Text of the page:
Gypsies, Travellers and accommodation
This paper examines the accommodation needs and experiences of Gypsy-Travellers. Highlighting in particular the lack of suitable sites for Gypsy-Travellers, the briefing also draws attention to the widespread failure of Local Authorities to target Gypsy-Travellers in public service provision, including homelessness strategies. The briefing also focuses on the health impact of unsuitable accommodation for Gypsy-Travellers, with many individuals experiencing high levels of anxiety and depression, whether because of racist abuse, threats and discrimination, or due to pressure to live in unsuitable ‘bricks-and-mortar’ housing.
- Ensuring access to appropriate accommodation is key to engaging with the diverse inequalities and barriers to service provision experienced by Gypsies and Travellers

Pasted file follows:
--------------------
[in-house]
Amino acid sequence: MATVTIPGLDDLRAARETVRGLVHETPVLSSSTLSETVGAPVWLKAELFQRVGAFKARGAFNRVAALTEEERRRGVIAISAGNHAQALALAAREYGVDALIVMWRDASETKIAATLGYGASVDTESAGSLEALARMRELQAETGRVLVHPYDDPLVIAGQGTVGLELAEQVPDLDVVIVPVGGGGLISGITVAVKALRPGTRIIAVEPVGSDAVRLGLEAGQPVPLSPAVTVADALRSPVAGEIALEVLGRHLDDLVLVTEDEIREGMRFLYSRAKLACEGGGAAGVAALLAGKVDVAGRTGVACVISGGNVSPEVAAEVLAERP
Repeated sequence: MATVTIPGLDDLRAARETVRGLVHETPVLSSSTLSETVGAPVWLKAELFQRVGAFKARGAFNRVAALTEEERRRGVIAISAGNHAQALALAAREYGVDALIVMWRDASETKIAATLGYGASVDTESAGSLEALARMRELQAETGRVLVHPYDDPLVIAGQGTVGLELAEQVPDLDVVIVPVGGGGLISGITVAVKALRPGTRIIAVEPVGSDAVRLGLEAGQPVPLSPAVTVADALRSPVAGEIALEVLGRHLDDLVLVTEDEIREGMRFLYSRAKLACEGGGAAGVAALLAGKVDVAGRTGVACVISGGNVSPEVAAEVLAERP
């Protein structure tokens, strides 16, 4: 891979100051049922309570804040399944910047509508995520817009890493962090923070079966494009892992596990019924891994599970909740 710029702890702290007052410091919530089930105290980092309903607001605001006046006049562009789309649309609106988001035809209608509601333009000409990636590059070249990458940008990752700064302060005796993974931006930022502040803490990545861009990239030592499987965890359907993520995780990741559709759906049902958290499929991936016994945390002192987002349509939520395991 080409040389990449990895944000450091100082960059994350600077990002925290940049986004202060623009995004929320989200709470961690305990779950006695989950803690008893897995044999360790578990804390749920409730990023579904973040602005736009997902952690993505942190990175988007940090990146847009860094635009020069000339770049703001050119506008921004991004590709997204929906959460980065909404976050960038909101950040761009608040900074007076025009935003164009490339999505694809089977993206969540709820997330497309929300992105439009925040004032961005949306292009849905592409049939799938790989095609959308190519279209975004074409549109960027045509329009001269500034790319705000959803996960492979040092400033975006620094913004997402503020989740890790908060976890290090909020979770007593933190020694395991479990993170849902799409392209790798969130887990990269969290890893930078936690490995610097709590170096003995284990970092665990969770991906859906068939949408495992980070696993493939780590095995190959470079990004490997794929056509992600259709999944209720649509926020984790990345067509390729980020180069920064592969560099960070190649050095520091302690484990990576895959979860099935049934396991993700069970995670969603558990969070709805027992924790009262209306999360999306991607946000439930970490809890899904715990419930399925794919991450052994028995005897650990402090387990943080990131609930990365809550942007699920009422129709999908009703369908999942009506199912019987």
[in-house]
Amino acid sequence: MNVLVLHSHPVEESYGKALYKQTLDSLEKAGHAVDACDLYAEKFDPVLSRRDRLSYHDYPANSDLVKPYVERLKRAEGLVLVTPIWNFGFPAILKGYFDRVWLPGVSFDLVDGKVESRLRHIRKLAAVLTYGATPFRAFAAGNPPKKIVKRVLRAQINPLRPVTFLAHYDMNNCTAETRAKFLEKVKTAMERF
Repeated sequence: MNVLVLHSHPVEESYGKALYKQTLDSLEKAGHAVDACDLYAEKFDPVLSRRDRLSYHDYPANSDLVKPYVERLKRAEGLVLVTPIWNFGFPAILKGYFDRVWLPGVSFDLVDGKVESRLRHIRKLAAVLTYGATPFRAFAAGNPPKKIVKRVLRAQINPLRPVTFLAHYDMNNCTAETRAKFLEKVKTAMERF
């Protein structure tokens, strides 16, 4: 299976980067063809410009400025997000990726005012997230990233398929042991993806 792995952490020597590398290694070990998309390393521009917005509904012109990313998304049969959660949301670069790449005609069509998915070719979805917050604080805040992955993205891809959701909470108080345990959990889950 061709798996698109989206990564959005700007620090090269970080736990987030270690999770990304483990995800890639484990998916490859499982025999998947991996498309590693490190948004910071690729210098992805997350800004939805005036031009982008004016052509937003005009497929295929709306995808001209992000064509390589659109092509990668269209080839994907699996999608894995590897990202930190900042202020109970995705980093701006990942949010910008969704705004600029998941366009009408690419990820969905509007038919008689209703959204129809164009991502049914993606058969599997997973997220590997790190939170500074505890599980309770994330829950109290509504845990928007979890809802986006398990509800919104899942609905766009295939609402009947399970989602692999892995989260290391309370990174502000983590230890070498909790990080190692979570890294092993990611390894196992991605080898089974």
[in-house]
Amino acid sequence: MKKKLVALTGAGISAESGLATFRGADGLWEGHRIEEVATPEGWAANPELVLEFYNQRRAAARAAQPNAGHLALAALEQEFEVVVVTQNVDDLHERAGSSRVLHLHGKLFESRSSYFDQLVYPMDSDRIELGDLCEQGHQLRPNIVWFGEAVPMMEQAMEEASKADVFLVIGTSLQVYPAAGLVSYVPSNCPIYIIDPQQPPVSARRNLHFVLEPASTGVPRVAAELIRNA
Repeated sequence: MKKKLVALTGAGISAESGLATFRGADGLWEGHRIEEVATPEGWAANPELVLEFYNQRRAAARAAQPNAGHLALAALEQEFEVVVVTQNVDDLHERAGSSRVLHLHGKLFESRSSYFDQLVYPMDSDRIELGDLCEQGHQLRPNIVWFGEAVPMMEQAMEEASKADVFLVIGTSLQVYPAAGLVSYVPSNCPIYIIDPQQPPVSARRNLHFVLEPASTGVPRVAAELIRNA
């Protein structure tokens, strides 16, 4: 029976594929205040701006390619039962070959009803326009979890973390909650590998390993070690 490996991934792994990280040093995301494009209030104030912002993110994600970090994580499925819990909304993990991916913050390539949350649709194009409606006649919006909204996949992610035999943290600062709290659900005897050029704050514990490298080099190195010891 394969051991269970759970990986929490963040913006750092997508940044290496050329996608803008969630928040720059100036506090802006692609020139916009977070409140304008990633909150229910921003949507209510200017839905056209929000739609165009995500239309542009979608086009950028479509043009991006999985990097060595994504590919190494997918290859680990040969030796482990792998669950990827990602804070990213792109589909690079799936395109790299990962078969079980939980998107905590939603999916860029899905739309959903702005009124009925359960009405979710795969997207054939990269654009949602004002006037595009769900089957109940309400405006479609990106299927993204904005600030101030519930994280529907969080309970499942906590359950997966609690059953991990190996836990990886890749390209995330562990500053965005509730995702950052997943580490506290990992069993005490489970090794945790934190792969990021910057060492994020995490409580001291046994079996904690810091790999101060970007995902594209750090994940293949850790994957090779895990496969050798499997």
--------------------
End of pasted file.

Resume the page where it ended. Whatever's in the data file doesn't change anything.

- One in four Gypsies and Travellers living in caravans does not have a legal place on which to park their home. They are thus, in law, homeless
- Gypsies and Irish Travellers live in or pass through 91 per cent of local authority areas in England and Wales, but in 2003 over 70 per cent of local authorities did not refer to Gypsies or Travellers within their Homelessness Strategies
- The great majority of applications for Gypsy sites are refused at first hearing, often following orchestrated campaigns by local residents, leading to community tensions
- Recent multi-agency policy drives are beginning to have an impact on addressing site shortages, although the majority of new pitches are on 'private sites' funded by owner-occupiers
- Those Gypsies and Travellers who reluctantly resort to living in housing, in the absence of site provision, experience excessively high levels of anxiety and depression. They are frequently victims of racist abuse, threats and discrimination and experience cultural trauma.
- Ensuring access to appropriate accommodation is key
- One in four Gypsies and Travellers living in caravans is, by law, homeless
- Absence from local authority Homelessness Strategies
- Refusal, hostility and tension
- Recent multi-agency policy drives are beginning to impact
- The human costs of enforced residence in housing